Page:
October 26, 2010 / 6:54 AM / 8 years ago

"Powerful" sports bands win Australian "lemon" award

SYDNEY (Reuters Life!) - Rubber wrist bands claiming to promote natural energy flow for greater strength and poise were among the products “named and shamed” by an Australian consumer group on Tuesday.

The “Power Balance” band was one of eight winners of this year’s “Shonky Awards” handed out by CHOICE, an Australian consumer watchdog that vowed to “put the squeeze on this year’s lemons.”

“Year after year, we are continually amazed by marketers’ efforts to take Australians for a ride,” said CHOICE spokesman Christopher Zinn.

“We don’t actually invite people getting awards because they tend to send us injunctions, but it does come as a surprise for them.”

The $60 (US $59.41) “Power Balance” band worn recently by golfer Ian Poulter at the 2010 Ryder cup and celebrities like basketball legend Shaquille O’Neal was pronounced “a pricey placebo.”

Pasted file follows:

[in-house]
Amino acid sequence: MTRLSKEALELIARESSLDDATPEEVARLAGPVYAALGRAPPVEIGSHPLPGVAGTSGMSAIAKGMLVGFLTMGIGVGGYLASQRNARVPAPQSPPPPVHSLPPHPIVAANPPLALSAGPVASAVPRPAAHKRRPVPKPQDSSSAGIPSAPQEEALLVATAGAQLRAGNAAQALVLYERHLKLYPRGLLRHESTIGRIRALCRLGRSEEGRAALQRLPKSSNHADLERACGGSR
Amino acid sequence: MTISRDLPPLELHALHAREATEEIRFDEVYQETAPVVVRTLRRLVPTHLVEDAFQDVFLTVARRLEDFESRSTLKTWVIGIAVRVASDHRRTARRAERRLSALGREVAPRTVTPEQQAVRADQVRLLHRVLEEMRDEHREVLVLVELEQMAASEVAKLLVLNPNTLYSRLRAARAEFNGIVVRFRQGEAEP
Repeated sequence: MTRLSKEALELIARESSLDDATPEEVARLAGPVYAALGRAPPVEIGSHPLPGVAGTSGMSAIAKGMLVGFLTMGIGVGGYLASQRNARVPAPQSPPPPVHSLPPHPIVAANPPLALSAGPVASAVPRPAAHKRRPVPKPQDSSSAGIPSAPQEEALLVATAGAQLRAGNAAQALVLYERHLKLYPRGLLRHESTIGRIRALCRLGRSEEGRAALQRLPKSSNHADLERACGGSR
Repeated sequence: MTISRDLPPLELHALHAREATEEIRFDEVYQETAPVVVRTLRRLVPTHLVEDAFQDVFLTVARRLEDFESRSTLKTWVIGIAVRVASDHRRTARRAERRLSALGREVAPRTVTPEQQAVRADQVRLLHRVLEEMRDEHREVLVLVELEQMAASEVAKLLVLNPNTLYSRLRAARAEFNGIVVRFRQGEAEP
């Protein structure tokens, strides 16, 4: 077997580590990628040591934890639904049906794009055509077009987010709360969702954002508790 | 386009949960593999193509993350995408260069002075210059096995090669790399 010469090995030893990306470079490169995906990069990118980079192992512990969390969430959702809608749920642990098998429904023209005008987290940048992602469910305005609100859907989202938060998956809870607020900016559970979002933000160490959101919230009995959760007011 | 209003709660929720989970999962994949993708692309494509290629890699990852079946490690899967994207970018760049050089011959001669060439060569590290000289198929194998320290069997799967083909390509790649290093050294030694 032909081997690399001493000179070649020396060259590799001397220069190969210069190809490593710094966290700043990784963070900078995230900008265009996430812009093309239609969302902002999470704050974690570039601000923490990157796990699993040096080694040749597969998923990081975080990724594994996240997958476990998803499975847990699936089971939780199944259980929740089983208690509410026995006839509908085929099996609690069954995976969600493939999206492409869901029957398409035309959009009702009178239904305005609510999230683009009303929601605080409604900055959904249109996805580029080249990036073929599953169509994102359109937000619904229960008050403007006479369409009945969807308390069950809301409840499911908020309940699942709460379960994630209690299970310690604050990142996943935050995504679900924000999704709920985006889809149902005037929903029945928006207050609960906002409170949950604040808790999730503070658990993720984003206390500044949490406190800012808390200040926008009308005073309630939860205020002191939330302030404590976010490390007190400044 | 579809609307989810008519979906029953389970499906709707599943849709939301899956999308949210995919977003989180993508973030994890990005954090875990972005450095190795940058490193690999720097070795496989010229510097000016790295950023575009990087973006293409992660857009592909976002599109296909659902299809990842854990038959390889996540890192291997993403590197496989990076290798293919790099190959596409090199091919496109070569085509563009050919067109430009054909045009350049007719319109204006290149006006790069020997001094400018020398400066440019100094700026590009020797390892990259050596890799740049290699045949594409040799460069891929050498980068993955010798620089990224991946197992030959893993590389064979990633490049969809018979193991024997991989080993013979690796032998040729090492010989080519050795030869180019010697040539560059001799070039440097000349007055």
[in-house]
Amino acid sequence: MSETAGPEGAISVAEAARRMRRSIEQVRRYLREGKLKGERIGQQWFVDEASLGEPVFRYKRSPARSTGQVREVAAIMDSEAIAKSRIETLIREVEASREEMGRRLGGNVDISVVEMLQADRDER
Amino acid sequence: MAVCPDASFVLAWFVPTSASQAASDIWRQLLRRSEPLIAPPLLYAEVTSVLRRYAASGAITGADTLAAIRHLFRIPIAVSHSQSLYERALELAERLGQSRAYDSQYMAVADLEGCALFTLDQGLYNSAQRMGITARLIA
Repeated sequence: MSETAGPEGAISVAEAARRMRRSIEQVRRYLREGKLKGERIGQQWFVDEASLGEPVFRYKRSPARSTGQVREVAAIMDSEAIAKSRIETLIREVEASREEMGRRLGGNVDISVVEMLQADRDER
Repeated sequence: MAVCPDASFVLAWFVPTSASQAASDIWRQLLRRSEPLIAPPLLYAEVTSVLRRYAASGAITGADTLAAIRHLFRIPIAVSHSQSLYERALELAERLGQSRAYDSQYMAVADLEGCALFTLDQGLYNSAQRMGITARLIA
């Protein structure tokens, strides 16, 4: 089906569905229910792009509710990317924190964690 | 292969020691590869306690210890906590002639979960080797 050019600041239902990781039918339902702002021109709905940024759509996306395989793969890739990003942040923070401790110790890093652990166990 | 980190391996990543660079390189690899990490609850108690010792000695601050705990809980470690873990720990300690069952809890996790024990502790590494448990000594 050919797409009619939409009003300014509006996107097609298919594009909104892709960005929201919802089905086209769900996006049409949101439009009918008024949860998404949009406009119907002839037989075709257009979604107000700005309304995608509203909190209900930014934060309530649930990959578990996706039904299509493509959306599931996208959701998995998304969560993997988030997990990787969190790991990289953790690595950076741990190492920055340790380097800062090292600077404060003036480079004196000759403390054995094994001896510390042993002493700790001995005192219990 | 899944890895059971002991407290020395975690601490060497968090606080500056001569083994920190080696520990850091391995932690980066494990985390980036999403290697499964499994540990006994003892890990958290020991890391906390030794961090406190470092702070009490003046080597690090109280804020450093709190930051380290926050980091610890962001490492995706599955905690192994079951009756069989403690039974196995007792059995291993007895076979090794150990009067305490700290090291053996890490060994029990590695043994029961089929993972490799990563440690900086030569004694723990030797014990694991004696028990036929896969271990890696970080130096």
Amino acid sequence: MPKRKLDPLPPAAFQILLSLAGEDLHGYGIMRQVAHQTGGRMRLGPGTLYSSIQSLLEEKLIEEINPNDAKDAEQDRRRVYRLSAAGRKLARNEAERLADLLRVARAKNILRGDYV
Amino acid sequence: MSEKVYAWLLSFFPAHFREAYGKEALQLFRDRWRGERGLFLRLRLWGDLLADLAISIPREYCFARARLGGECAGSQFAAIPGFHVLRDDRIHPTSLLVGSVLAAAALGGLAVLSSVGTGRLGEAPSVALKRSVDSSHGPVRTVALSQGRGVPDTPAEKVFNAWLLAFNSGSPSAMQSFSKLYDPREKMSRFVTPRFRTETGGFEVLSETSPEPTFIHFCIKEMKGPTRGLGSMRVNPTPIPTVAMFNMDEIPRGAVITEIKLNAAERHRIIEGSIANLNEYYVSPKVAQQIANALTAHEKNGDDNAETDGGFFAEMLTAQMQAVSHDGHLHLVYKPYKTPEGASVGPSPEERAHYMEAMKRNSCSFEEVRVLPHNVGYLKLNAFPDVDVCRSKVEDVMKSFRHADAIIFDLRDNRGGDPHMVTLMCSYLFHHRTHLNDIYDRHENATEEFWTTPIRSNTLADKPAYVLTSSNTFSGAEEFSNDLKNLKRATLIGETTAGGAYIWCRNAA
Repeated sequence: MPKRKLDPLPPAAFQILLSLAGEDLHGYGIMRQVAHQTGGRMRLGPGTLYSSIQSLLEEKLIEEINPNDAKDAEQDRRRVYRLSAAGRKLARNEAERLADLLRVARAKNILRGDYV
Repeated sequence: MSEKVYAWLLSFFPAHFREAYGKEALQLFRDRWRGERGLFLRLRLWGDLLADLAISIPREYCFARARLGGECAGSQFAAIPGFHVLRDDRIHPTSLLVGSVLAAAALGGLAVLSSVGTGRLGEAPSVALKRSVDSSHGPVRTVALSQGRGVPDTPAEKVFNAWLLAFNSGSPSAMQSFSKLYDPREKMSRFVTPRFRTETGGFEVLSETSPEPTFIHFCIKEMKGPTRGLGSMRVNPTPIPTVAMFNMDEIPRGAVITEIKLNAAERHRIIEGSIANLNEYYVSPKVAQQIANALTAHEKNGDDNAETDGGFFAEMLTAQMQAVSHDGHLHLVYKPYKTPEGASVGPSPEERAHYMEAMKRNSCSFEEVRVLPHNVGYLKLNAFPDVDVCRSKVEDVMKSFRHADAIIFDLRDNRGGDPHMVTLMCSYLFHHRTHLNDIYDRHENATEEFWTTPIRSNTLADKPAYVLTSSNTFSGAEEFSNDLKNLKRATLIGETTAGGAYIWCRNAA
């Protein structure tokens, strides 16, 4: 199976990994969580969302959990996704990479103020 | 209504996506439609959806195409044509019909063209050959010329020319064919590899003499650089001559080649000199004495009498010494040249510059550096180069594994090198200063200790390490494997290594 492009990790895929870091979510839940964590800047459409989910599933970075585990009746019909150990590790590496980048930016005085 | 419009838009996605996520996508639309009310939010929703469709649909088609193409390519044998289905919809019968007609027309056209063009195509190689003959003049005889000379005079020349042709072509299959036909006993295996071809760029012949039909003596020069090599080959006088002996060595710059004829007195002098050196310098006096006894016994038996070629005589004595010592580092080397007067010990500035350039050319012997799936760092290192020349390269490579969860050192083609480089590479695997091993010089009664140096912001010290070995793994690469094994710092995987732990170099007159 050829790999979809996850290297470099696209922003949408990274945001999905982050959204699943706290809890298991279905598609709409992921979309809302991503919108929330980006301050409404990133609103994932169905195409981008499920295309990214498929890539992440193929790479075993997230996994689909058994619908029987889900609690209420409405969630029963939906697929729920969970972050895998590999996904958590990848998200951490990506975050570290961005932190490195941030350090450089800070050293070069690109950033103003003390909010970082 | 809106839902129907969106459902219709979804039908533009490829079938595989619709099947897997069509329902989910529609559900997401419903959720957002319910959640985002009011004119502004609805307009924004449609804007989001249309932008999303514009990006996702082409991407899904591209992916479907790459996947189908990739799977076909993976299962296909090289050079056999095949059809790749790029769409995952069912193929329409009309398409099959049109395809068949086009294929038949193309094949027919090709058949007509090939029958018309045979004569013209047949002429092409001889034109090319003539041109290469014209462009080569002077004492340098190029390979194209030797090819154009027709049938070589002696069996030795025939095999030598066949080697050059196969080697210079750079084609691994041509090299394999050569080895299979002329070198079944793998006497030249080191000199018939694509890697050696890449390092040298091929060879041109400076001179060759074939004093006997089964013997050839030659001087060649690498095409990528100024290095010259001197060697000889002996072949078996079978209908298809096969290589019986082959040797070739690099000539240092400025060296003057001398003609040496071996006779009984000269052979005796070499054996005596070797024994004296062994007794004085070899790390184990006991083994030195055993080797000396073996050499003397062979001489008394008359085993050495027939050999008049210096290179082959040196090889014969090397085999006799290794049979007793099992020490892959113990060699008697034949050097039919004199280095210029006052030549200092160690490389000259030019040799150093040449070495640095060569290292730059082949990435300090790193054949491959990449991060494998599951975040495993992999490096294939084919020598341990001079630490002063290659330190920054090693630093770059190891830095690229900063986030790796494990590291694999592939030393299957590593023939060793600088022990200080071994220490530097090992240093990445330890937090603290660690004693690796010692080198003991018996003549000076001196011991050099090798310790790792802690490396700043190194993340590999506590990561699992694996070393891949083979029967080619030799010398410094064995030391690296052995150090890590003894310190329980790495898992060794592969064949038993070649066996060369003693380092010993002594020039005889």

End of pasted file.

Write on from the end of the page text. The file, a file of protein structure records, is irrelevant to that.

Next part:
“The band was tested at CHOICE under controlled lab conditions which showed it did little else than empty purchasers’ wallets,” organizers said in a statement.

Sydney personal trainer and triathlete Andrew Wood, who has worn one of the bands for months, said he wasn’t surprised.

“I don’t put in on thinking I’m Samson and take it off and think all my power is gone... but you do start getting attached to it so I probably will keep wearing it,” Wood told Reuters.

“I’m less taken by all the hype around its energy systems.”

Health and fitness goods featured prominently in the awards, which for the past five years have aimed to choose the “shonkiest, meanest and silliest” products and services.

Among them was a “recreational rope” by Medalist, which looked like a standard climbing rope with a label saying it conformed to Australian standards. But CHOICE tests showed “it’s hardly stronger than string and is basically stuffed with nothing tougher than tissue paper.”

They added that one such rope hung from a tree simply snapped one day, dropping a surprised child a couple of meters.

Other winners were expensive painkillers for specific pains that had identical ingredients to cheaper types, and a supermarket chain whose “under $10 meal promotion” for a coq au vin meal it said would serve four people actually cost nearly $40 because the essential ingredient, a bottle of wine, was not included.

Editing by Elaine Lies

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